However, at present the following parameters have been inadequately covered: 1) oxidative stress and lipid peroxidation of P. chrysosporium biomass during enzyme production; 2) production of by-products under anaerobic operational conditions; 3) the effect of extracellular glucan and polysaccharide production on dissolved oxygen (DO) mass transfer; 4) the possibility of trace metal accumulation in continuously operated bioreactors and 5) the effect of environmental stress on the development and performance of immobilised P. chrysosporium biomass in continuous fixed-film membrane bioreactors. This review provides a bioprocessing perspective to the improvements made thus far in the development of efficient batch reactor systems for the production of LiP and MnP enzymes from biofilms of P. chrysosporium. Shortcomings related to the employment of optimised batch reactor operational conditions for P. chrysosporium for continuous fixed-film membrane reactors are discussed.

Conditions Used for Enhanced Ligninase Production in Submerged Batch Bioreactors

Inoculum development and preparation for P. chrysosporium cultures

The preparation of an inoculum is performed by using conidia grown on malt agar slants, using a spore inducing media (SIM), as described by Tien and Kirk (1988). Currently, an inoculum of P. chrysosporium is generally prepared using two methods. Method 1 (preparation of seed culture); P. chrysosporium conidia are inoculated into small volumes of the nutrient media to cultivate mycelia. The spores are grown in 90 ml of a nutrient media described by Tien and Kirk (1988) at 37ºC in complete darkness for 48 h. After four days the broth containing mycelia is homogenised in a blender for 1 min and 10% (v/v) of the homogenised mycelia is used as inoculum (Rivela et al. , 2000; Rodríguez-Couto et al. , 2000). Method 2 (preparation of spore solution): mycelia is cultivated on agar slants at 39ºC for 1 to 2 weeks or up to 3 weeks (Lin et al. , 1990). The spore suspensions are prepared from agar plates, using small volumes of sterile distilled water and a sterile spatula to detach the spores and mycelia from the agar. Thereafter, suspensions are repeatedly passed through autoclaved glass wool, using syringes, to separate the mycelia from the spores. The suspension is then used directly for inoculation without the addition of any nutrient media or it can be stored at 4ºC for subsequent inoculations. Stanbury et al. (1995) has provided detailed guidelines on inoculum preparations and development.

Nutrient media used for enhanced ligninase production with P. chrysosporium

The extracellular production of LiP and MnP has been studied using synthetic media based on the composition originally developed by Kirk et al. (1978). Other researchers modified this nutrient medium to suit their aims for ligninase production. Nitrogen limited (N-limited) nutrient medium has also been used and described by Tien and Kirk (1988). It is currently the preferred nutrient medium for ligninase production studies. There are four types of nutrient media compositions currently used for LiP and MnP production: 1) carbon limited (C-limited); 2) nitrogen limited (N-limited); 3) carbon excess (C-excess) and 4) nitrogen excess (N-excess) growth media. They are classified according to the ratio of the carbon-nitrogen (C/N) content in the media, with glucose often being the carbon source, while different nitrogen sources have been used. The C/N ratio can be used as a way to selectively produce LiP and MnP. For example, when the ratio is low (C-limited), the production of LiP is sustainable without the production of extracellular polysaccharides. However, when the C/N ratio is high, increased concentrations of polysaccharides are produced, while LiP formation is induced only when technical grade (100%) oxygen is used. Under N-excess conditions, LiP activity above 1000 UL-1 can be achieved using air and 100% oxygen (Rothschild et al. , 1995). This implies that by decreasing the glucose content in the production media, extracellular polysaccharide excretion and build-up in the mycelia can be limited, thus improving DO transfer through the biofilm. Moreira et al. (1997) designed a packed bed reactor, where the C-limited media was determined to have a positive effect on continuous extracellular LiP and MnP production.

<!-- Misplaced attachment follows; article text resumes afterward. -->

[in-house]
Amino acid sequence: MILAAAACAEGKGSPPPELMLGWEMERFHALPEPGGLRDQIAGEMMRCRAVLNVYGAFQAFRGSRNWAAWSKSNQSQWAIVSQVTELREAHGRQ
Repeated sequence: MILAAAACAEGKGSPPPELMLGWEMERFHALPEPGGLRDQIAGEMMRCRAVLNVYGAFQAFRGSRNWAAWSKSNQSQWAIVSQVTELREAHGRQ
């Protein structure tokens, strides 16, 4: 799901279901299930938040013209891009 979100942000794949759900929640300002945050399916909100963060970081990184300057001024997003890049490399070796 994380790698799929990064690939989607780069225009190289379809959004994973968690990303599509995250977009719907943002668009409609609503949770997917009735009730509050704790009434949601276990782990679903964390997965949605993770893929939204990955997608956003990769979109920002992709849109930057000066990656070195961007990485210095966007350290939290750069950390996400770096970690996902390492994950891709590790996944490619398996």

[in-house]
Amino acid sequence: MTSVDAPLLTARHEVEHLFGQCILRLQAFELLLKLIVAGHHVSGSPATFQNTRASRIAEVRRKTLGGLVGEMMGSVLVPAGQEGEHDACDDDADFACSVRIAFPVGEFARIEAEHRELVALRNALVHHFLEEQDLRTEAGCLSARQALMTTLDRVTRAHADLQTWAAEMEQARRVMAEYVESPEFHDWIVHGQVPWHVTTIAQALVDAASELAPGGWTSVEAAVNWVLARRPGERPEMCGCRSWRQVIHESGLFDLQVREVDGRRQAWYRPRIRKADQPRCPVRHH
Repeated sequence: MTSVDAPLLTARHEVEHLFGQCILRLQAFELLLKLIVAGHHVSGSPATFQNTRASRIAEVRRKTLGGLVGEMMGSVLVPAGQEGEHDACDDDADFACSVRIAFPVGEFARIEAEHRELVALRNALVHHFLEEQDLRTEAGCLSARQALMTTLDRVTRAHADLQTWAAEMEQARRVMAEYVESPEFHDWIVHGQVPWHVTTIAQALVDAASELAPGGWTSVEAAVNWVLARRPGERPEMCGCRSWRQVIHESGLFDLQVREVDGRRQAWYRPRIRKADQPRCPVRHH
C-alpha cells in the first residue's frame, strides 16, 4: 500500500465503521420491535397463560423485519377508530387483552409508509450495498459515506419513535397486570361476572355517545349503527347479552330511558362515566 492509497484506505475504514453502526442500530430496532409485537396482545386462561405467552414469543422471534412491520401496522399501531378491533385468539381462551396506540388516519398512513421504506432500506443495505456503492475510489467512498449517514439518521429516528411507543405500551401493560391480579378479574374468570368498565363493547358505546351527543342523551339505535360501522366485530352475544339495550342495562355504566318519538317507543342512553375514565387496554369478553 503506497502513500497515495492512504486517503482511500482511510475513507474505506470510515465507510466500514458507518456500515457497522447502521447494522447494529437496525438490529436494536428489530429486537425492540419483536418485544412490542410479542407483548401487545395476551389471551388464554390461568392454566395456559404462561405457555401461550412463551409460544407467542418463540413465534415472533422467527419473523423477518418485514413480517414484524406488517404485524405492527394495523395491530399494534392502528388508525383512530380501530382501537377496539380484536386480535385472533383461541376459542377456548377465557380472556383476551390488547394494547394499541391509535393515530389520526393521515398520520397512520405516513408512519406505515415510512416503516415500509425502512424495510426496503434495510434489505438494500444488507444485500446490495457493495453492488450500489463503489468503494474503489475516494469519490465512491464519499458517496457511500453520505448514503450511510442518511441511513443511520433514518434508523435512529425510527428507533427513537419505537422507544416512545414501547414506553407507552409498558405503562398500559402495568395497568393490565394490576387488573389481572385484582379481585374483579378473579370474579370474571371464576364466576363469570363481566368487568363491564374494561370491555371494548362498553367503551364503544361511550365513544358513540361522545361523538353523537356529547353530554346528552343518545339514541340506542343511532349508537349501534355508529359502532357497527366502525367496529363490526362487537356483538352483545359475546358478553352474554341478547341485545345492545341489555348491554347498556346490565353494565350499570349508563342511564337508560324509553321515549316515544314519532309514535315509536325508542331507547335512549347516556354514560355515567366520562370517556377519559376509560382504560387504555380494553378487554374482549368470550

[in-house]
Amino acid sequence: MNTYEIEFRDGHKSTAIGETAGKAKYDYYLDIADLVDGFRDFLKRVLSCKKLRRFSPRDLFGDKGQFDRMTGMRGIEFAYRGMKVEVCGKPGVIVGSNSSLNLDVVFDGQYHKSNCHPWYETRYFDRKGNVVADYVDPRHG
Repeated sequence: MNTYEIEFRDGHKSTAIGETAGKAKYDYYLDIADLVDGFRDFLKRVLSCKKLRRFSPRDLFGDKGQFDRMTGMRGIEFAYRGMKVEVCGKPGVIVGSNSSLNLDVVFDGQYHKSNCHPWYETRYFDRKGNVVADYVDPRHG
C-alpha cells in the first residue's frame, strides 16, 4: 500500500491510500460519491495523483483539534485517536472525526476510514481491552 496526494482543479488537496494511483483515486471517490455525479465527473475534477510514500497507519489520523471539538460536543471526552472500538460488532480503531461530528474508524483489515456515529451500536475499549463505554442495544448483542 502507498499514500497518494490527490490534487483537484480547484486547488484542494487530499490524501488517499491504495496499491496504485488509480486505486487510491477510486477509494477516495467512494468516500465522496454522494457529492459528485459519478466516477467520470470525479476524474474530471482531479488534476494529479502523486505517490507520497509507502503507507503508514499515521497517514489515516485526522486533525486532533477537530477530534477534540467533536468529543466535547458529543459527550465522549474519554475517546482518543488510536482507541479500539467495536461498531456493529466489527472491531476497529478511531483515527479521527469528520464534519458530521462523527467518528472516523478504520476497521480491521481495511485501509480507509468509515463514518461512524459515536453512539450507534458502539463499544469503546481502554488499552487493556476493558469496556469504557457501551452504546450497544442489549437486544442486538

The role of surfactants in the performance of P. chrysosporium biomass

The use of surfactants such as, Tween 80, Tween 20, polyoxyethylene oleate and 3-[(3cholamidopropyl) dimethylammonio]-1-propanesulfonate in the growth media used for P. chrysosporium cultures, enhanced ligninase production by 200-fold after testing them as possible stimulators of ligninase activity (Jäger et al. , 1985; Leštan et al. , 1993). MnP was increased 260-fold (Novotný et al. , 2004), after the addition of Tween 80 to submerged cultures. It was suggested that the extracellular enzymes of P. chrysosporium are weakly charged in their active state. This also means that ionic bonding is unlikely to be the retaining force in the production biomass. In the presence of a stronger binding force such as extracellular polysaccharide-based mucilage, P. chrysosporium biomass will entrap some of the enzymes.